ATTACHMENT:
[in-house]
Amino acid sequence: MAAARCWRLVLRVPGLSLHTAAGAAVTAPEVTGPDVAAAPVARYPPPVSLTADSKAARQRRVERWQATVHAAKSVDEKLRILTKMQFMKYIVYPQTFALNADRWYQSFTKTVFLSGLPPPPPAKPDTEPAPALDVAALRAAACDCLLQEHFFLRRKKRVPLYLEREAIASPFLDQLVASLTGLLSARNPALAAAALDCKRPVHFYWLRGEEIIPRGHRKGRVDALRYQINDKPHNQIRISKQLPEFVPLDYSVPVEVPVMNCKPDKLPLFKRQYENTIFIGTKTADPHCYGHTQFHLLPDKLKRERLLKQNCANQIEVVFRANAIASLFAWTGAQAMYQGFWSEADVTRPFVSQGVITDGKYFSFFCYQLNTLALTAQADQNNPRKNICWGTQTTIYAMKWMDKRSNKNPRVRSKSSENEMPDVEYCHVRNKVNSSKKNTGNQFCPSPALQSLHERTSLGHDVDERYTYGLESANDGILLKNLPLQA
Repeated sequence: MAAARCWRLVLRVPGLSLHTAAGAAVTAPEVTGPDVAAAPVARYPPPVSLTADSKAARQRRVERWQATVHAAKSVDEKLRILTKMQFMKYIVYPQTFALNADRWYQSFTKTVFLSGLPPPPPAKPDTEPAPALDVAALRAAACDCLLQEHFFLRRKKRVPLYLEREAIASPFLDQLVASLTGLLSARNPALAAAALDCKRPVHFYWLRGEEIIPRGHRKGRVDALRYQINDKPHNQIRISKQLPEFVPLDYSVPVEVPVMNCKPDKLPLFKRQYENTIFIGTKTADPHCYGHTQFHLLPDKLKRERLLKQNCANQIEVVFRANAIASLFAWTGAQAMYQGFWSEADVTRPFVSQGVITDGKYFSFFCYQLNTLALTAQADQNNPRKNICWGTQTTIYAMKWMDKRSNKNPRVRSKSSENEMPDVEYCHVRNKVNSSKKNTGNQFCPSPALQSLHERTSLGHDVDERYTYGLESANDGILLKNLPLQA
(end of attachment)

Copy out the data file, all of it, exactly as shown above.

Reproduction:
[in-house]
Amino acid sequence: MAAARCWRLVLRVPGLSLHTAAGAAVTAPEVTGPDVAAAPVARYPPPVSLTADSKAARQRRVERWQATVHAAKSVDEKLRILTKMQFMKYIVYPQTFALNADRWYQSFTKTVFLSGLPPPPPAKPDTEPAPALDVAALRAAACDCLLQEHFFLRRKKRVPLYLEREAIASPFLDQLVASLTGLLSARNPALAAAALDCKRPVHFYWLRGEEIIPRGHRKGRVDALRYQINDKPHNQIRISKQLPEFVPLDYSVPVEVPVMNCKPDKLPLFKRQYENTIFIGTKTADPHCYGHTQFHLLPDKLKRERLLKQNCANQIEVVFRANAIASLFAWTGAQAMYQGFWSEADVTRPFVSQGVITDGKYFSFFCYQLNTLALTAQADQNNPRKNICWGTQTTIYAMKWMDKRSNKNPRVRSKSSENEMPDVEYCHVRNKVNSSKKNTGNQFCPSPALQSLHERTSLGHDVDERYTYGLESANDGILLKNLPLQA
Repeated sequence: MAAARCWRLVLRVPGLSLHTAAGAAVTAPEVTGPDVAAAPVARYPPPVSLTADSKAARQRRVERWQATVHAAKSVDEKLRILTKMQFMKYIVYPQTFALNADRWYQSFTKTVFLSGLPPPPPAKPDTEPAPALDVAALRAAACDCLLQEHFFLRRKKRVPLYLEREAIASPFLDQLVASLTGLLSARNPALAAAALDCKRPVHFYWLRGEEIIPRGHRKGRVDALRYQINDKPHNQIRISKQLPEFVPLDYSVPVEVPVMNCKPDKLPLFKRQYENTIFIGTKTADPHCYGHTQFHLLPDKLKRERLLKQNCANQIEVVFRANAIASLFAWTGAQAMYQGFWSEADVTRPFVSQGVITDGKYFSFFCYQLNTLALTAQADQNNPRKNICWGTQTTIYAMKWMDKRSNKNPRVRSKSSENEMPDVEYCHVRNKVNSSKKNTGNQFCPSPALQSLHERTSLGHDVDERYTYGLESANDGILLKNLPLQA